Food truck finishes second in 'Eat Street' contest
A local food truck owner has placed second in the top five of fan favourites in a recent video contest that was held by the Food Network.
Jo Klitzke is the owner of Westcott Country Kitchen, a mobile food unit that specializes in home-cooked offerings that include cabbage rolls, roast beef on a bun, lasagna, sausage rolls, fudge, cinnamon buns and cookies.
Her entry got 3,305 votes, just 500 less than the winning entry, Hamilton’s Gorilla Cheese.
“I love to cook and I love to feed people,” she said. “I have a passion for gardening and cooking.”
Klitzke first heard about the Eat Street Video Contest through friends, who told her she should consider entering.
“I started to watch the show and I thought, that’s cool,” she said. “You could join as a vendor on a website and post your menu on there.”
It was an easy task for Klitzke, whose former career was in software.
“Then in late October, Eat Street sent all the vendors an invitation to join the contest,” she said. “They said there were 58 vendors in Canada and the United States who ultimately entered.”
Vendors had to submit a 90-second video for the contest, explaining why they were different and why people should vote for them.
“We had to describe what we do in the food truck industry that nobody else does,” she added.
“For me, it’s the fact that everything is homemade. We don’t use any deep fryers or grills and we don’t use frozen french fries or burgers.
“A lot of the ingredients I use in my meals come from my own garden and I use local sources as much as possible.”
She enlisted the help of her son’s best friend, Phil Harrison from Carstairs, who is a professional videographer.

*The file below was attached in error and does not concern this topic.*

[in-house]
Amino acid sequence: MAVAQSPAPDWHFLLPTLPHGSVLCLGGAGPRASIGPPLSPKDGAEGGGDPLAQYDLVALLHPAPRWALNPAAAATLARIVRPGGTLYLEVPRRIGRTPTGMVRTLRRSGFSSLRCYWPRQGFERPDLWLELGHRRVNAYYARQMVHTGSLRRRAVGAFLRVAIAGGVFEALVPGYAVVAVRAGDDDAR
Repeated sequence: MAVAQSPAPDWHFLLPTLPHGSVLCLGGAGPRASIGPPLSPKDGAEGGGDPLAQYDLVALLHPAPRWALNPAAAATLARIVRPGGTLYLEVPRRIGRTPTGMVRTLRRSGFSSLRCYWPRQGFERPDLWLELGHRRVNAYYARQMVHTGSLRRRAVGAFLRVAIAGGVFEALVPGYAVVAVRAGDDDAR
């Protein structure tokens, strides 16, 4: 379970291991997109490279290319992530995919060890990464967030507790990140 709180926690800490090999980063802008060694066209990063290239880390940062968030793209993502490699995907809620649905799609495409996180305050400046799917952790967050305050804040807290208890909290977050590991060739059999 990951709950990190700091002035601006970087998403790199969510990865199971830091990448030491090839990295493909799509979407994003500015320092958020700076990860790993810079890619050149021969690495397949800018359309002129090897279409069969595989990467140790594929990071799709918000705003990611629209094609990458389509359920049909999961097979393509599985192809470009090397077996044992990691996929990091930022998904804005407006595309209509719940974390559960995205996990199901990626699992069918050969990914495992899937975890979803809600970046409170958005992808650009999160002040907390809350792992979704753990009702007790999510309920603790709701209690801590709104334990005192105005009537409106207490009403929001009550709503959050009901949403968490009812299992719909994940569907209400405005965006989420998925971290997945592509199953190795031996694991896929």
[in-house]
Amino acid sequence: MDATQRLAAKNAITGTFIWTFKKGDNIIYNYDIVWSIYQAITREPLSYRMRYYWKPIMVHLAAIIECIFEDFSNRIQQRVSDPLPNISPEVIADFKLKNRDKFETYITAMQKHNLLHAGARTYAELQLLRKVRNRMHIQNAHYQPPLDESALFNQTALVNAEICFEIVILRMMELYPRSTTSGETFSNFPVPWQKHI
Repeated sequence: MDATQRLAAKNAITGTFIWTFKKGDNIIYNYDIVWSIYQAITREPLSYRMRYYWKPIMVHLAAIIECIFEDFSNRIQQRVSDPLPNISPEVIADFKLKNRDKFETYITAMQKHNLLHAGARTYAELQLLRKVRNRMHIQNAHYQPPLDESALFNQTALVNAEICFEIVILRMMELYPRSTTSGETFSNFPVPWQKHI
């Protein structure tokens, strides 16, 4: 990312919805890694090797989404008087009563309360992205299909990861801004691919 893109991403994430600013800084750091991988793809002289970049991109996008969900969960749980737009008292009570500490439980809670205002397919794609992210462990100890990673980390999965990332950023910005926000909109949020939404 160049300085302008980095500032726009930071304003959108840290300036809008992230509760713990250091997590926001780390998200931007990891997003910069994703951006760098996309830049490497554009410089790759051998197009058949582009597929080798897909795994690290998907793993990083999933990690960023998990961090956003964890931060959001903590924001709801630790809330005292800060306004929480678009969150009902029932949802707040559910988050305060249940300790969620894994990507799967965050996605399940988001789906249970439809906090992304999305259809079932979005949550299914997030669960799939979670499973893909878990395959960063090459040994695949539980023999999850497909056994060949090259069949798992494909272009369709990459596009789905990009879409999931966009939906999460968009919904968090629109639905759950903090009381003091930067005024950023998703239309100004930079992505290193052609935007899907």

“He said he would love to do the video for me, for free,” she said. “He had already done some work for the Food Network and he told me that they would want a story, a personality and good food. He said that I already had it all.”
Klitzke recruited dozens of her regular customers, inviting them to her place in Westcott for the filming of the video, offering them free food in exchange for their testimony and appearance. A technical glitch with the sound forced them to re-shoot another day.
“We used a similar theme as in the movie, Field of Dreams,” said Klitzke. “If you cook it, they will come.”
She added that her theme song in the video was Queen’s hit, Don’t Stop Me Now – I’m Having Such a Good Time.
Finally, the 90-second film was edited and submitted to Eat Street.
“Shortly afterward, we got an email from Corey Dilley, the marketing manager at Eat Street,” said Klitzke. “He said he loved the storyline and the choice of music.”
Dilley also said that it was “quite obvious that Klitzke’s food truck was the closest thing to homecooking out of all the vendors.”
“All her patrons appreciated her homecooking,” Dilley said. “Plus, there was a cool community feel to her business.”
Eat Street has been on the air for about a year. This is the first food truck contest they’ve run.
“Our goal was to get about 60 entries for the contest,” Dilley said.” “We were surprised at the number of vendors who took the time to make a video.”
The voting ran from Jan. 11 – 31. “We told people to report their votes and for every vote recorded, we would enter their name in a draw for a $50 gift certificate for our great food,” Klitzke said. “Lots of people said that if their name was drawn, to give the $50 to the food bank instead. I announced that for every vote cast for Westcott Country Kitchen, we would donate 50 cents to the food bank.”
Eat Street producers were impressed with Klitzke’s method of garnering votes. “Her back-end contest with contributing money to the food bank was very cool,” said Dilley.
In total, Klitzke ended up contributing nearly $573 to the food bank.
“The whole food channel is about food and some people can’t put Kraft Dinner on the table,” she said. “It just made sense to make the connection to the food bank.”
The top five winners receive a bio on Eat Street’s webpage. As well, Klitzke’s video will be played on the show.
“I have won new customers and I’m ecstatic by the support,” Klitzke said. “Being just 500 votes behind first place was just amazing. It was neck and neck at the end.”